The 1,805MW of solar PV capacity on the rooftops of Queensland homes and business now amount to be the biggest power station by capacity in the state, overtaking the 1,780MW of the Gladstone coal fired power station.
The milestone was reached after homeowners and business owners in Queensland added 25MW of rooftop solar capacity in the month of March, the highest since the premium feed-in tariffs of 2012, when households were offered 46c/kWh for their solar power.
Now, they get around 6c/kWh (some smaller retailers offer 10c/kWh) for their exports back to the grid, but the falling costs of rooftop solar, the prospect of competitive battery storage, and the soaring costs of grid power appear to be driving another solar boom.
The likely passing of the milestone was flagged last month by energy minister Mark Bailey, who told a battery storage conference in Brisbane that:
“The combined solar rooftops are now the second largest power generator, just behind the 1680 MW Gladstone Power Station – which emits approximately 11.8 million tonnes of greenhouse gas each year, versus zero from the sun and our second biggest generator.
“So Queensland, as a significant renewables market, is on the transition path. We see our role as a state government as being a facilitator in that transition.”
Queensland is not actually the only state or territory where rooftop solar is the biggest power station. In the ACT, there is 59MW of rooftop solar, but the only competition within the boundaries of the ACT is the 20MW Royalla large-scale solar farm.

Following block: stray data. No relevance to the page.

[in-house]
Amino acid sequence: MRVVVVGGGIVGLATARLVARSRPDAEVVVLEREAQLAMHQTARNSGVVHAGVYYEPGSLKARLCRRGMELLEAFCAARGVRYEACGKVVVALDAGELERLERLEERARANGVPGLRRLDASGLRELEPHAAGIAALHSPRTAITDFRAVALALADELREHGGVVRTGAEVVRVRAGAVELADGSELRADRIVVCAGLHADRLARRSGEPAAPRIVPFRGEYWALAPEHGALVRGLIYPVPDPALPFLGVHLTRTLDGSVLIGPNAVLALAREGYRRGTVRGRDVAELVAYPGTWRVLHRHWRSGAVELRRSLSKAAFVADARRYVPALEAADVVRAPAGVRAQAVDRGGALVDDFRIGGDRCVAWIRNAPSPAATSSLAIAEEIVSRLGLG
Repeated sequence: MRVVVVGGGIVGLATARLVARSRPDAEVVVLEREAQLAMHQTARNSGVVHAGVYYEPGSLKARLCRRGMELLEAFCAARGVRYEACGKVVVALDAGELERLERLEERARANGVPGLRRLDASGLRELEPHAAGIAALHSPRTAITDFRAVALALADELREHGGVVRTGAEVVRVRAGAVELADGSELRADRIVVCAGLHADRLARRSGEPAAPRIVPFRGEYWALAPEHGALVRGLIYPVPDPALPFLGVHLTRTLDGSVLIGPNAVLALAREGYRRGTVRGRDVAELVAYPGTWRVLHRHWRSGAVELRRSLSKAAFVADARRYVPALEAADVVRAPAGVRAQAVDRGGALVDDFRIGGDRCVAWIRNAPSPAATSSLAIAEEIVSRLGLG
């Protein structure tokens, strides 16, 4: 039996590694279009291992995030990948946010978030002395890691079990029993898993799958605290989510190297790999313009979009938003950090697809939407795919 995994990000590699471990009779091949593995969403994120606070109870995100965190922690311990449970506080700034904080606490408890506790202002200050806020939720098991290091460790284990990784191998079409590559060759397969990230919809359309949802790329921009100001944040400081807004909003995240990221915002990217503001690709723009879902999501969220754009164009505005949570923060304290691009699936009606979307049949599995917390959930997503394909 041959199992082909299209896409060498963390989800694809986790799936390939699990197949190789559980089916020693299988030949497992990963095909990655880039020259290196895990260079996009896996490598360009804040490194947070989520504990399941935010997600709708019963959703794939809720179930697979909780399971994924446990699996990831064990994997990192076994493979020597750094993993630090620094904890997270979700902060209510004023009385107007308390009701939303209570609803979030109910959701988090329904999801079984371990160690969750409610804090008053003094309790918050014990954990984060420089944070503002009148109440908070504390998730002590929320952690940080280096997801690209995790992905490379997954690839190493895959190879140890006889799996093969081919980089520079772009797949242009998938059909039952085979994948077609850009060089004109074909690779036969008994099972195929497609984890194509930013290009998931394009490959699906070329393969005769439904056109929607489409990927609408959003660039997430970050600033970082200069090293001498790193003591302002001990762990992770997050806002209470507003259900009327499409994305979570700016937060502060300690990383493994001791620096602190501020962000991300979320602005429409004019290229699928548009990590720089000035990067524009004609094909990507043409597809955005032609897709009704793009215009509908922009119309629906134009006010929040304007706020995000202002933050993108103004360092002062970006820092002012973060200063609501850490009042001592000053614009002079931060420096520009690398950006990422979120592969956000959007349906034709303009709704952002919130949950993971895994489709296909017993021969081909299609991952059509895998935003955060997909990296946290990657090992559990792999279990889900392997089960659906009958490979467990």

There are no gas or coal-fired generators within the boundaries of the national capital, and the ACT is now well on its way to sourcing the equivalent of 100 per cent of its electricity needs from renewable energy by 2020, after contracting a series of new solar and wind farms across South Australia, Victoria and NSW.
In Western Australia, there is 696MW of rooftop solar, but it falls short of the 854MW of the ageing Muja power station, while in South Australia there is 722MW of rooftop solar, still well short of the Torrens Island gas fired generator of 1280MW, although half of that capacity comes from the Torrens Island A, which is 50 years old and tipped for retirement some time soon.
This article was originally published on RenewEconomy’s sister site, One Step Off The Grid, which focuses on customer experience and ambitions with distributed generation. To sign up to One Step’s free weekly newsletter, please click here.